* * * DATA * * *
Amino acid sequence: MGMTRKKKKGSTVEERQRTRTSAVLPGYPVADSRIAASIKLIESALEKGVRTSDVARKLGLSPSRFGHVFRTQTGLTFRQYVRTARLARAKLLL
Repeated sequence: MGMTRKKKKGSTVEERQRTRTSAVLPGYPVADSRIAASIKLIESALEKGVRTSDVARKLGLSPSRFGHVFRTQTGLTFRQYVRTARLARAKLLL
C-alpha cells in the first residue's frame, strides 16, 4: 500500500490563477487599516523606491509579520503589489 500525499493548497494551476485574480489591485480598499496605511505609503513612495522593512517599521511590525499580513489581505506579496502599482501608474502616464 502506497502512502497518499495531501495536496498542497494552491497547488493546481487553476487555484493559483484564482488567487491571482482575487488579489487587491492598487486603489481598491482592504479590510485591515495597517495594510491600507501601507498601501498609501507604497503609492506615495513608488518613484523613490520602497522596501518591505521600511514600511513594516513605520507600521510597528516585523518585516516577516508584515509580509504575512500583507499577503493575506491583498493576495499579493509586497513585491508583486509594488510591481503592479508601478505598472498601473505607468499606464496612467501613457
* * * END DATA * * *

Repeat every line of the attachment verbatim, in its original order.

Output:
Amino acid sequence: MGMTRKKKKGSTVEERQRTRTSAVLPGYPVADSRIAASIKLIESALEKGVRTSDVARKLGLSPSRFGHVFRTQTGLTFRQYVRTARLARAKLLL
Repeated sequence: MGMTRKKKKGSTVEERQRTRTSAVLPGYPVADSRIAASIKLIESALEKGVRTSDVARKLGLSPSRFGHVFRTQTGLTFRQYVRTARLARAKLLL
C-alpha cells in the first residue's frame, strides 16, 4: 500500500490563477487599516523606491509579520503589489 500525499493548497494551476485574480489591485480598499496605511505609503513612495522593512517599521511590525499580513489581505506579496502599482501608474502616464 502506497502512502497518499495531501495536496498542497494552491497547488493546481487553476487555484493559483484564482488567487491571482482575487488579489487587491492598487486603489481598491482592504479590510485591515495597517495594510491600507501601507498601501498609501507604497503609492506615495513608488518613484523613490520602497522596501518591505521600511514600511513594516513605520507600521510597528516585523518585516516577516508584515509580509504575512500583507499577503493575506491583498493576495499579493509586497513585491508583486509594488510591481503592479508601478505598472498601473505607468499606464496612467501613457